You’ve updated your resume and uploaded it to a job search site. You check the new job listings twice a day. You’ve hired a head hunter to help you. But the money isn’t going to last forever and you haven’t gotten a job yet. The good news is that some of the best ways to find jobs also happen to be some of the cheapest.
Ever look at certain Facebook friends and wonder why they are there? It may be to help you find a job. Estimates are that up to 80% of jobs are filled through networking, so make a list of everyone you could mention your job search to, from your close friends to the person who does your hair to the barista at the coffee shop. Make a goal of talking to 15 people per week about your job hunt.
One of the worst things you can do in trying to find a job is to sit back and wait for opportunities to come to you. With so many positions being filled by those who network effectively, jobs are often only listed as a formality. Research companies you would like to work for and start selling yourself to them whether or not they have any openings currently. Even though they may not have a position available today, things can change quickly. By showing them your eagerness and your energy, you will have improved your chances when a job does open up.
If you’ve identified a company you’d like to work for, look for ways to physically go to that company. Use any excuse. Make an initial inquiry about any job openings. Drop off a resume. Check their website to see if they have any upcoming events that are open to the public. It may sound overboard, but it shows that you are serious about the company and that you are ready to put in the extra effort. Give them a positive personality to put with a name on a resume.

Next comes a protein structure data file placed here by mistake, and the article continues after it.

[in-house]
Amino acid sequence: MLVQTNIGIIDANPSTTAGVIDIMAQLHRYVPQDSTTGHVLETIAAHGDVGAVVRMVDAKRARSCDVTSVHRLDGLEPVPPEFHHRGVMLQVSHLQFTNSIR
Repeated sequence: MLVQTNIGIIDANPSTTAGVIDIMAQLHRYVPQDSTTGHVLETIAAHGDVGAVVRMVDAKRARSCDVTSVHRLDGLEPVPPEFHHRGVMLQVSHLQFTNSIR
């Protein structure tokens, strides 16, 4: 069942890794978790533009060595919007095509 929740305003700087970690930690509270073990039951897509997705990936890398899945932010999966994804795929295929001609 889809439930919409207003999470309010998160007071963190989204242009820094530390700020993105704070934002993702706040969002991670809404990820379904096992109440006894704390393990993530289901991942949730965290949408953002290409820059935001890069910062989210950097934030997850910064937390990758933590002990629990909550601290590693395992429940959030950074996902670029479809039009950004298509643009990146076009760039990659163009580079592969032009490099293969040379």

Donating time at a non-profit you feel passionately about gives your job hunting attack more prongs than a pitchfork. First off, you are meeting new people you can add to your networking pool. Second, you may add new skills to make you more attractive to a future employer. Third, you have an item to beef up your resume that looks a lot more impressive than “Spent the last several months watching child beauty pageant reality programming.” Fourth, the non-profit may like you enough to hire you full-time. To top it off, you get to do something rewarding to help others. It’s pretty hard to beat that package.
Temp or short-term jobs
While your focus may be on landing career-type work, don’t underestimate shorter term or even one-off opportunities. Not only do they help with your finances, but they can be a great way to get your foot in the door at a company and further expand your networking.
Create a blog
A resume tends to be a very passive and flat view of who you are and what you can do. A website gives you a lot more opportunity to show off your abilities and your knowledge. Free blogs that are easy to create are available through many providers. Use your blog to show what you’ve done in the past and what you would like to do going forward. Include the address on your resume and provide a link to your blog when you do online networking.